Friday, March 27, 2009

A Seed in the Ashes

If feathers and birds are a sign of love, what then of fire and ashes?



I leave Mariana Aviaries in the good company of Olmeo Duarte Sagastume, once famous Guatemalan soccer player and brother of my good friend and colleague Juan Pablo Duarte Sagastume.  We detour up the road, La Reforma, to get an overview of the sugar cane and to see if I can see if any of the amazon roost trees are still standing in Finca Las Ilusiones.  We are blocked from driving because of a fallen tree.  It fell because the burning of land to plant sugar cane got out of hand and hit the trunk of this elder tree. 




Instead we take a detour into the burning fields, adorned by Turkey Vultures eating what lies dead in the fields.  We hear a pair of amazons with their fierce territorial calls in a nearby field, shouting in protest perhaps at so much destruction around them, perhaps even their own nest or food trees now gone. 



The next morning we visit ARCAS (ASOCIACION DE RESCATE Y CONSERVACION DE VIDA SILVESTRE) headquarters in Guatemala City guests of Colum Muccio, Director.  This group is doing an amazing number of projects with a variety of species in many parts of Guatemala.  Together we talk of the loss of habitat and the difficulty of the work, and here too I see hope in their work over the years and how much they have contributed to conservation in Guatemala.  I knew them when they were but a few people and a few cages of birds in El Peten.  Now they have hundreds of volunteers working with them every year and have taken on collaboration to save the Scarlet Macaw, a project I will join in 3 days.  Colum says that no matter the situation, we continue to look through “rose-colored” glasses so that we can sustain the work.  We talk of many ways Lafeber Conservation might aid their efforts in the future, and in reality, it is ARCAS that supports me and others with their courageous persistence over the years.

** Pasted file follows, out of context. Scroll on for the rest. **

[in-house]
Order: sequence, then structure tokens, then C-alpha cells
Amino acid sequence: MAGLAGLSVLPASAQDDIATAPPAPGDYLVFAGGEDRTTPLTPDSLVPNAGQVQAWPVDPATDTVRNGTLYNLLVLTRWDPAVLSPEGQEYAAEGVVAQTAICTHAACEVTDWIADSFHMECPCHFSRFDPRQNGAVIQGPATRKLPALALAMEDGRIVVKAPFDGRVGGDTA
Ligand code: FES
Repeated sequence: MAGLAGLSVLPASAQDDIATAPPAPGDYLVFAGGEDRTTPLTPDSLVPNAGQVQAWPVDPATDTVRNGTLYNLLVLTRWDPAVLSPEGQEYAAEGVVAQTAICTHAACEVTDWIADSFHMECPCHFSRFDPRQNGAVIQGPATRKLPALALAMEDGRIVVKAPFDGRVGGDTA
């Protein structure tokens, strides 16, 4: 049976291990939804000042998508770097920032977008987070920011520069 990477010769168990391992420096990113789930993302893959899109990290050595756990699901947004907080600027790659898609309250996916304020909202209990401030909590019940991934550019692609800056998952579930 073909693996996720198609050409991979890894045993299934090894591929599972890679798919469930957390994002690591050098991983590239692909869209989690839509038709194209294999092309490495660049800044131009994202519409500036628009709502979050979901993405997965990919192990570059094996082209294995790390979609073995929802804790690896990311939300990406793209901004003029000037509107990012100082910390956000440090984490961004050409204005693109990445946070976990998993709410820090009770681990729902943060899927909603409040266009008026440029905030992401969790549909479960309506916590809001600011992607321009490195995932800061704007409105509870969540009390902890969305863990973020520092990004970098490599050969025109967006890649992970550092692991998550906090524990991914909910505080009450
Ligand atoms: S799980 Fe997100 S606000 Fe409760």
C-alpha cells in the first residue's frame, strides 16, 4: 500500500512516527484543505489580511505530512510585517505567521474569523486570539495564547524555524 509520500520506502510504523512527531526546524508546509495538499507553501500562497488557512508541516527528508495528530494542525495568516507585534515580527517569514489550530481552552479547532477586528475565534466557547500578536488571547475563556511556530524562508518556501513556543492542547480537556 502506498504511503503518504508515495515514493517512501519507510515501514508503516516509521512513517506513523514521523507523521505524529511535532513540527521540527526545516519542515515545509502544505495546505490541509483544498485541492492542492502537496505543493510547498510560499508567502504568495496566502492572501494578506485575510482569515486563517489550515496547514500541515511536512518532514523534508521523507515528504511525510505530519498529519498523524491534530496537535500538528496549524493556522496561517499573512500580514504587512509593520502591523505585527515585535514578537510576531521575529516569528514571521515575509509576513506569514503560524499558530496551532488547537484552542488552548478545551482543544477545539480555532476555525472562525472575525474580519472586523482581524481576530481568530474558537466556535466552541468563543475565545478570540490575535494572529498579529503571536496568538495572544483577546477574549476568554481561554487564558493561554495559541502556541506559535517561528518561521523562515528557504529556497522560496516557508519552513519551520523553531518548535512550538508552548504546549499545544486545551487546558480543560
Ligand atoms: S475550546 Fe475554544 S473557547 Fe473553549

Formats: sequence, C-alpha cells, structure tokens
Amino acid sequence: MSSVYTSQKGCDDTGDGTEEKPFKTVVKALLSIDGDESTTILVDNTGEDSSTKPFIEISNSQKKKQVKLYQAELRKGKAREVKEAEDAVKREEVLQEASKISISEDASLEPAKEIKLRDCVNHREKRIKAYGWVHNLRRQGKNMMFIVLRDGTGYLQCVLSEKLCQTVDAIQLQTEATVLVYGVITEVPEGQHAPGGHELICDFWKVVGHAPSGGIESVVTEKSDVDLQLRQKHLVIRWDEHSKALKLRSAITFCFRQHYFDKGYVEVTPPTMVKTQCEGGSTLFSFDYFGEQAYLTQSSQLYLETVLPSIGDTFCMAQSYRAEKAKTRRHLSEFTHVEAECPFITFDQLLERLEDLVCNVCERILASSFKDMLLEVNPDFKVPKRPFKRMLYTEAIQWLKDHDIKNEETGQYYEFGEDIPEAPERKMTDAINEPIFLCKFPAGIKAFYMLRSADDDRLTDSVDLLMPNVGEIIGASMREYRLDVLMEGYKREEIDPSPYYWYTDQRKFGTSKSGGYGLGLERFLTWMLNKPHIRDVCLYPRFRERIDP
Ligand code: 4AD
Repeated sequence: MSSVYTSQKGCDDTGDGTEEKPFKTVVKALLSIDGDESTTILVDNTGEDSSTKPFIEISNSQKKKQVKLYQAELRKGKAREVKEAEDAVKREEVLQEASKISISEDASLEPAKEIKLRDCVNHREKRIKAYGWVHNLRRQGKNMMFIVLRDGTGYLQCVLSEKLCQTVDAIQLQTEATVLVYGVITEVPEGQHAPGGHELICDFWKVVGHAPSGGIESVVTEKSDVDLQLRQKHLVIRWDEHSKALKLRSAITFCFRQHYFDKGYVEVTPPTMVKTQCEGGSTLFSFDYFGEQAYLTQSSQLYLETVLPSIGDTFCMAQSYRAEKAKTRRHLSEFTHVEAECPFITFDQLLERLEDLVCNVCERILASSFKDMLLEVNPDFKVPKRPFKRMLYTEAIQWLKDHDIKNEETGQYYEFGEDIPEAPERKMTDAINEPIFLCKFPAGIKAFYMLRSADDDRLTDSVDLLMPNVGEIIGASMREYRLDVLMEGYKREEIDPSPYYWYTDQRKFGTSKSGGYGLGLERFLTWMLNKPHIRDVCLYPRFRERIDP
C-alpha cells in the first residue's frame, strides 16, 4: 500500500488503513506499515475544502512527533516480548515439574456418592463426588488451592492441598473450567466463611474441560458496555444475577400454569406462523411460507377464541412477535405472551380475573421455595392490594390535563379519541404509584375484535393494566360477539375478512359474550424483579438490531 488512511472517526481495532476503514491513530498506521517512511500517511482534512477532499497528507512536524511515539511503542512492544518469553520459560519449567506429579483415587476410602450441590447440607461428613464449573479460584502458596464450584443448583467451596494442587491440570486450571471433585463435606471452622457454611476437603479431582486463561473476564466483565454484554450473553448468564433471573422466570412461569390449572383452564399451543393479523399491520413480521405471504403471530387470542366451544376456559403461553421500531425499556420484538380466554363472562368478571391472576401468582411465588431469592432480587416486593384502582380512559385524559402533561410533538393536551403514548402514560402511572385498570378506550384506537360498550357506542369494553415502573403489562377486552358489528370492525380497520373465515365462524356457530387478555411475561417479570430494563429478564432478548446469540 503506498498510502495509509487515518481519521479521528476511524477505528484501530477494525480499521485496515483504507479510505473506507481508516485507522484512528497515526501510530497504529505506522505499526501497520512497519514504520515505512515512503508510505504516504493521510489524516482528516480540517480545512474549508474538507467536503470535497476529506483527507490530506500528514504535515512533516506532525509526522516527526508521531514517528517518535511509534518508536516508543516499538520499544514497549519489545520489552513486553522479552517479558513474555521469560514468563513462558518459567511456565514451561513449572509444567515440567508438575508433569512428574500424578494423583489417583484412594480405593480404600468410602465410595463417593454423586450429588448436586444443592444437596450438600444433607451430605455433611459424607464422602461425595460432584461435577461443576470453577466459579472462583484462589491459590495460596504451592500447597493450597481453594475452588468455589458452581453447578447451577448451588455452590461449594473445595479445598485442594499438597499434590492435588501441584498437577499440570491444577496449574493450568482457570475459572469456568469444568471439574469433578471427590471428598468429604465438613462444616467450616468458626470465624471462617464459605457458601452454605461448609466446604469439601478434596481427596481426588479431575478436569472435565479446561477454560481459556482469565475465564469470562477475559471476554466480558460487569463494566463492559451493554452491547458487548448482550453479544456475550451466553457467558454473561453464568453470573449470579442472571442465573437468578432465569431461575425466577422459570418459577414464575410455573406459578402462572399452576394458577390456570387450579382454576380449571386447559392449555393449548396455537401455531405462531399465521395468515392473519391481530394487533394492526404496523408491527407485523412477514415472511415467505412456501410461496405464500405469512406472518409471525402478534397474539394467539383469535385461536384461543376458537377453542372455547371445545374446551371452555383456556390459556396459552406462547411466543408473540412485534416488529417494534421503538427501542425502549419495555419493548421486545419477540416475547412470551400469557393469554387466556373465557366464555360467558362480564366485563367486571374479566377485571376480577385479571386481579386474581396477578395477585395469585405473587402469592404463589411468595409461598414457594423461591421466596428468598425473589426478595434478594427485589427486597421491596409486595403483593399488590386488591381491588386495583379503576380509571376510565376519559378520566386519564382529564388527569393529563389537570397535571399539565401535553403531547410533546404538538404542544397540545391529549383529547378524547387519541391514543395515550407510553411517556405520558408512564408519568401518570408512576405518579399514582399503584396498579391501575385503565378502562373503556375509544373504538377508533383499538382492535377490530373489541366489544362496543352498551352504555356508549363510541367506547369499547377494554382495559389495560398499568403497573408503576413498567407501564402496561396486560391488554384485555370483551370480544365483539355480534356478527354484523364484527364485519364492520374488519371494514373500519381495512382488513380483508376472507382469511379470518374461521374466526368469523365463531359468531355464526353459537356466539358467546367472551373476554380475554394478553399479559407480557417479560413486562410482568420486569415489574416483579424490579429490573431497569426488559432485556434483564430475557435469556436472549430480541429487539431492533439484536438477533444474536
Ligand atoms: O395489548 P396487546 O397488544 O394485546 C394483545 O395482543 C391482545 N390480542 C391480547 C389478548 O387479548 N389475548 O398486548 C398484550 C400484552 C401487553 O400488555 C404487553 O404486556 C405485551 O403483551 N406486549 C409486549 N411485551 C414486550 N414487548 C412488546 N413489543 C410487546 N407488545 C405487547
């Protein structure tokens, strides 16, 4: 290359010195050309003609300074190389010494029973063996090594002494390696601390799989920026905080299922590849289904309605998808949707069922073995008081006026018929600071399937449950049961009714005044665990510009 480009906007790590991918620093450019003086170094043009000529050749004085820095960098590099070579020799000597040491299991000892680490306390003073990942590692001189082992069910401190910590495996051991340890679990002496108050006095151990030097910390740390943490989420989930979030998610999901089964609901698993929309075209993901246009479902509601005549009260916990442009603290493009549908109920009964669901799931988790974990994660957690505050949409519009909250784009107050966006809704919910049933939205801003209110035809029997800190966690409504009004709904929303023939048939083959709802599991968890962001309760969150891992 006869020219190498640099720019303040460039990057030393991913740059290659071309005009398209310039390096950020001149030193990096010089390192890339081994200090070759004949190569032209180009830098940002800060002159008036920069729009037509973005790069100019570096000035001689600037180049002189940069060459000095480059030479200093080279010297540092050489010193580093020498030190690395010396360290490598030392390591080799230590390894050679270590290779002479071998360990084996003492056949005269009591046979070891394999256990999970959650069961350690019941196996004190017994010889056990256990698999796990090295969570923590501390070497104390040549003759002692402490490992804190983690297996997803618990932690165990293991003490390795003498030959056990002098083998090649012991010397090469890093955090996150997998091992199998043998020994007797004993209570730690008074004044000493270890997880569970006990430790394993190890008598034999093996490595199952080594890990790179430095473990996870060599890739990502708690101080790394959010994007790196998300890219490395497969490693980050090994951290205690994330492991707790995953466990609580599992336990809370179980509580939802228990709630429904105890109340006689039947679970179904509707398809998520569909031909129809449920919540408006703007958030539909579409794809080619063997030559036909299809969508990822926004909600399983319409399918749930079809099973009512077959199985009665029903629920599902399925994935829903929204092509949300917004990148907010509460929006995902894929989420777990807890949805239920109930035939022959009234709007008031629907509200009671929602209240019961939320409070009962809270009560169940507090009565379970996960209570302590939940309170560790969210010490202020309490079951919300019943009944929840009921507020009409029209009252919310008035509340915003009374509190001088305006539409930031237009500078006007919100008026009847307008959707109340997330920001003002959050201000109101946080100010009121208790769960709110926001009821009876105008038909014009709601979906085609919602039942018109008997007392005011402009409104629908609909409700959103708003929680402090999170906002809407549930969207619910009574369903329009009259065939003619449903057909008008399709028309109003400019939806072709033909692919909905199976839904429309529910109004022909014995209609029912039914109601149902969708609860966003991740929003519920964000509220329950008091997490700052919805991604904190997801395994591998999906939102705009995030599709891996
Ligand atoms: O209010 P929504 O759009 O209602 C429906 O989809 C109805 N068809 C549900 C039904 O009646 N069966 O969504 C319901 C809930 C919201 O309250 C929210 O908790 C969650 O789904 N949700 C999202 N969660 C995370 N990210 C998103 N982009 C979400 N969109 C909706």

Olmeo outside ARCAS

Our next stop is lunch with Dr. Dennis Guerra Centeno, faculty in wildlife management and veterinary medicine at San Carlos University. 




We talk with animation of many possible projects together and of what excites them and gives them hope.  Multidisciplinary approaches get all our hearts beating fuller and with more joy, the secret that somehow we didn’t realize a few decades back is that it is in the collaboration of all, all beings and all ways of knowing that we might sustain one another and perhaps this beloved planet.  One wonderful development is their  new program of offering a Masters in wildlife management.  We visit their veterinary hospital and the donated birds they use for teaching. 



It’s been a full day for us investigating the world of nonhuman animals, and it’s been a full day for the world of humans too in Guatemala.  In the capital city, there were attacks on several buses in the capital city placing the city in a panic, for several people died, including a 2 month old baby caught in the fire as the robbers killed the bus driver.  Retired General Rios, son of Ex-president Rios Montt who was responsible for much of terror during the years of genocide, was arrested for corruption.  The wife of an attorney for the Procuraduria de los Derechos Humanos (PDH), a Human Rights Commission) was kidnapped and tortured, only 11 hours after the commission published a report on how the National Police committed atrocities during the armed conflict of the previous two decades.  Other members of this Commission have received death threats.  The  mayor of El Asintal was assassinated.  

I go to bed thinking of the rose colored glasses that Colum mentioned, and if it’s a lie to seek joy, and work as if it mattered in the midst of so much tragedy and suffering.  For me the way through is with love. I do not know if love is enough, but it is all that there is when it comes to burning fields, screeching parrots, and crying parents of murdered babies.  A song rises up over the din, and I fall asleep thinking of how love is like a flower, and we are its only seeds

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